Annotated Bibliography of Resources for Educational Reform, Coherent Teaching Practice, and Improved Student Learning
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Cochran-Smith, M., & Lytle, S. L. (1992). Communities for teacher research: Fringe or forefront? American Journal of Education, 100, 298-325.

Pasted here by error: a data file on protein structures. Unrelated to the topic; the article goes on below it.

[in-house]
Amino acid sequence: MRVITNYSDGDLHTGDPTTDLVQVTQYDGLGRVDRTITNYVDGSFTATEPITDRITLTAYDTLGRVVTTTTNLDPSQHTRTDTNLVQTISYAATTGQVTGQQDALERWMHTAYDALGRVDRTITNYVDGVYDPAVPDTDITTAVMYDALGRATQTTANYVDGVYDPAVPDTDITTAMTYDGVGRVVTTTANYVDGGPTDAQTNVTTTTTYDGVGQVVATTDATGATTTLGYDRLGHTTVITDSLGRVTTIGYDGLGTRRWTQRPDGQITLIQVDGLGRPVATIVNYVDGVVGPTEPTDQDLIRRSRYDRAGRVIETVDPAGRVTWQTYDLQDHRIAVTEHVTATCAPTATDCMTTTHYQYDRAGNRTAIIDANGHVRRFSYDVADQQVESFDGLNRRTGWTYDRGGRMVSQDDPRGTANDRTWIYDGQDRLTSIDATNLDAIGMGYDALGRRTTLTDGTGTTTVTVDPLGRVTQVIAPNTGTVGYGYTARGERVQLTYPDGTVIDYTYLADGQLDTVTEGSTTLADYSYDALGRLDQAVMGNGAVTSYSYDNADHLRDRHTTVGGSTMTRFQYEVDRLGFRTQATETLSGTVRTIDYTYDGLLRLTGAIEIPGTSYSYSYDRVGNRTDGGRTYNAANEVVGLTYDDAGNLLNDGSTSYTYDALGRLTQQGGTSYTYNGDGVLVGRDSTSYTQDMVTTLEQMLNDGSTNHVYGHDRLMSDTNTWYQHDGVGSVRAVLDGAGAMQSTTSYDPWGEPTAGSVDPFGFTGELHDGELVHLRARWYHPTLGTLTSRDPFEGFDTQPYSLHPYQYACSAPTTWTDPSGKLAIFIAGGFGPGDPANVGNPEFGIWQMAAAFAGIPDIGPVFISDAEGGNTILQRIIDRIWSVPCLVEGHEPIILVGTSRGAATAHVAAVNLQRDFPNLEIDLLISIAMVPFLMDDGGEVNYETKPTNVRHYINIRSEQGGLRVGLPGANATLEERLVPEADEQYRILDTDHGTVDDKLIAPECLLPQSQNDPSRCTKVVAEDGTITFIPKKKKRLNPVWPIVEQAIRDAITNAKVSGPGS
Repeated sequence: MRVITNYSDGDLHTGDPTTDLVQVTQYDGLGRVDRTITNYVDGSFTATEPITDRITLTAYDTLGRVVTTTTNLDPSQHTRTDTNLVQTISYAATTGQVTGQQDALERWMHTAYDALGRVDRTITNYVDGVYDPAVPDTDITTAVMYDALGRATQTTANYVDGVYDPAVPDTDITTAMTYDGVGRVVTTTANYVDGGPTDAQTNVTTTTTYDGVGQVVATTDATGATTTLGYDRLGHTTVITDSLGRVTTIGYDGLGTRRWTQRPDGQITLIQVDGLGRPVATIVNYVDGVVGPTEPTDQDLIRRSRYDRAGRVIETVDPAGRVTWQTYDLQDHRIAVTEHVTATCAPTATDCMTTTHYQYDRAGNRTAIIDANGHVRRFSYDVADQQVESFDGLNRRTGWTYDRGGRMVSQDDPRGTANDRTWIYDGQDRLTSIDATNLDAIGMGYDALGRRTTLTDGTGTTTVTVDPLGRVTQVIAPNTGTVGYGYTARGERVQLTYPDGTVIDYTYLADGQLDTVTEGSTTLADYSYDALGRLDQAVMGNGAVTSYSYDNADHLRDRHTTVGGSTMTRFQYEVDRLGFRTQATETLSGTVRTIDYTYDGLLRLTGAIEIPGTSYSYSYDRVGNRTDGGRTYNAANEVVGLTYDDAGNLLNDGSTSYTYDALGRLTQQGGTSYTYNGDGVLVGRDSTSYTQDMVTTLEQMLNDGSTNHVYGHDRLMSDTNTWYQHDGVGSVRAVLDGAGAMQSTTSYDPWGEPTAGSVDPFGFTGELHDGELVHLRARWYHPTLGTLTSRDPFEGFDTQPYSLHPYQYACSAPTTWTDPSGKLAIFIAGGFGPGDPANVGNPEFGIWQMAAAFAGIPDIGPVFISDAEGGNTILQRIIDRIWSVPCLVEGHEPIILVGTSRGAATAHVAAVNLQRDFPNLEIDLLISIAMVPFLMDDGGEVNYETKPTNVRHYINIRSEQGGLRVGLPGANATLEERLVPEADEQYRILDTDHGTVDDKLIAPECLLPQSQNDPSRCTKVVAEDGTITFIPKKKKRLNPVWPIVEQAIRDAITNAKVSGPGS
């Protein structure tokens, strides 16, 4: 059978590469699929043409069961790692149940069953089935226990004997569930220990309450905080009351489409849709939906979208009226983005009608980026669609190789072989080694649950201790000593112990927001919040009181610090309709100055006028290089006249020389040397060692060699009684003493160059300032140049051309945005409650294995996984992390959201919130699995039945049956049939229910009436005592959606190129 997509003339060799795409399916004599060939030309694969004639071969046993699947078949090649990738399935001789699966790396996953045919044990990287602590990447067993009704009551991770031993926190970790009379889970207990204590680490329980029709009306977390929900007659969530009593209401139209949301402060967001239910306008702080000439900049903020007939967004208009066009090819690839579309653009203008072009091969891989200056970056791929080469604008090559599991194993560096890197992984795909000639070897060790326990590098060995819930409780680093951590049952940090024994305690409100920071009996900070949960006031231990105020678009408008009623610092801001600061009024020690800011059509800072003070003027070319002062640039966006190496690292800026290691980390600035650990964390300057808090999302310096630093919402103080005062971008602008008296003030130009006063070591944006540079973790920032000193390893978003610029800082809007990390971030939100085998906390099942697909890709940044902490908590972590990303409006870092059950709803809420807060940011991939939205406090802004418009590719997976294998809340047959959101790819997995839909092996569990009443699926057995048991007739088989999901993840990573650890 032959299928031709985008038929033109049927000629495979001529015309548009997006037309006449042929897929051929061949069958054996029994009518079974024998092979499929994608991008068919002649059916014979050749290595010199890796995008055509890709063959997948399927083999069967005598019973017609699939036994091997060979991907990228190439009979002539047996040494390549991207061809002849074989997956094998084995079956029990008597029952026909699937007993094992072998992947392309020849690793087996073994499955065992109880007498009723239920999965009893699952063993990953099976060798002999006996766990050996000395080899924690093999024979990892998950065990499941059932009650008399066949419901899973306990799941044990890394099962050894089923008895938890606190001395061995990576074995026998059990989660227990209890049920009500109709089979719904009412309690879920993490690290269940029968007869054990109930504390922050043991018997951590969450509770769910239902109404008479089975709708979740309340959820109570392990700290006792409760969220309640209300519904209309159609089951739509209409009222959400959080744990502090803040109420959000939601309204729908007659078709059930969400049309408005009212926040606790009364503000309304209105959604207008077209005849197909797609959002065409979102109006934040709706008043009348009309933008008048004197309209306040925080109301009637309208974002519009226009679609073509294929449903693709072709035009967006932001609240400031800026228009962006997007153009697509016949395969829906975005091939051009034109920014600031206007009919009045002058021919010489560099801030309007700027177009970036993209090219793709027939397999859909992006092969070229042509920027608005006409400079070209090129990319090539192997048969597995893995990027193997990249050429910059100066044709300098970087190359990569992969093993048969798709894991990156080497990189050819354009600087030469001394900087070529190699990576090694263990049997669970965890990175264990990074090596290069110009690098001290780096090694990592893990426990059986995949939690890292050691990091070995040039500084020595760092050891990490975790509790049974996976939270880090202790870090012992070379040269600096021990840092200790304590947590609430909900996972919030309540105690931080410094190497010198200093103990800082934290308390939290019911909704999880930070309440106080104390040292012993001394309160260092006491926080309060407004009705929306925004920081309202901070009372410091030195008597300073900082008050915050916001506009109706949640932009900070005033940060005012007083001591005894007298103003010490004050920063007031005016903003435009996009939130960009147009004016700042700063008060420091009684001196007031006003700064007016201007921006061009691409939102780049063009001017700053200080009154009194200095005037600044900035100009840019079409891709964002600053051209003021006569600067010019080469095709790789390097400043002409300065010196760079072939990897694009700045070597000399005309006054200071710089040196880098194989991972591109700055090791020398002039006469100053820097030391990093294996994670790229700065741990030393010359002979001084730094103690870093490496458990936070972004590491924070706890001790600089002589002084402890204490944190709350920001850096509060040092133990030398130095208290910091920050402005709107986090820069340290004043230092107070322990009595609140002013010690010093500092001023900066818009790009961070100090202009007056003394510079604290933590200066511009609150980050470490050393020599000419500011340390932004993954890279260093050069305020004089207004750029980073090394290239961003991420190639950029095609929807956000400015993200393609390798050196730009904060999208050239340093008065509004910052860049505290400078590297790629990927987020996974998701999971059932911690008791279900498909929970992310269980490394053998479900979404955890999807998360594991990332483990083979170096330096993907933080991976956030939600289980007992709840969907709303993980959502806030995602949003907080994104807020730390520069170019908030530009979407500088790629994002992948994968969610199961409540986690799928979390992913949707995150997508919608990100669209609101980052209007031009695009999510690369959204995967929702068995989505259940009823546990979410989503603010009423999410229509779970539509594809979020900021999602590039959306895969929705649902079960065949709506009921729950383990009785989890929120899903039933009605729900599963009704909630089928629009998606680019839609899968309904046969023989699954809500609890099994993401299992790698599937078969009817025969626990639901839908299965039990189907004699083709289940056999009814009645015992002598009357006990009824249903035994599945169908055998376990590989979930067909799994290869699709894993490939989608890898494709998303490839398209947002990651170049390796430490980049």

Cochran-Smith and Lytle are advocates for research by teachers, suggesting that it represents a distinctive way of knowing about teaching that will both contribute to and alter what we understand about teaching. In this article, they consider the obstacles to teacher research and argue that overcoming these barriers requires building and sustaining intellectual communities of teacher-researchers. The obstacles to teacher research are deeply embedded in the cultures of school and university organizations and in the traditions of research. These obstacles include: teacher isolation created by school structures that provide little time for teachers to learn together and by school cultures that value autonomy and privacy; school cultures that perpetuate the myth that good teachers do not admit to having questions about their own practice; the knowledge base for teaching that is thought to be constructed by university researchers; and the negative views of educational research held by most teachers. There has been a growing movement to provide organizational time so that groups of teachers can work together and learn together. Cochran-Smith and Lytle created a framework for helping groups of teachers plan collaborative work. The framework considers four perspectives: organizing time, using talk, constructing texts, and interpreting the tasks of teaching and schooling. Cochran-Smith and Lytle present rich detail of studies to illustrate how each of these perspectives contributes to teacher research. They believe that communities for teacher research have the potential to move teacher research from the fringe to the forefront and can, thus, play an instrumental role in school reform.
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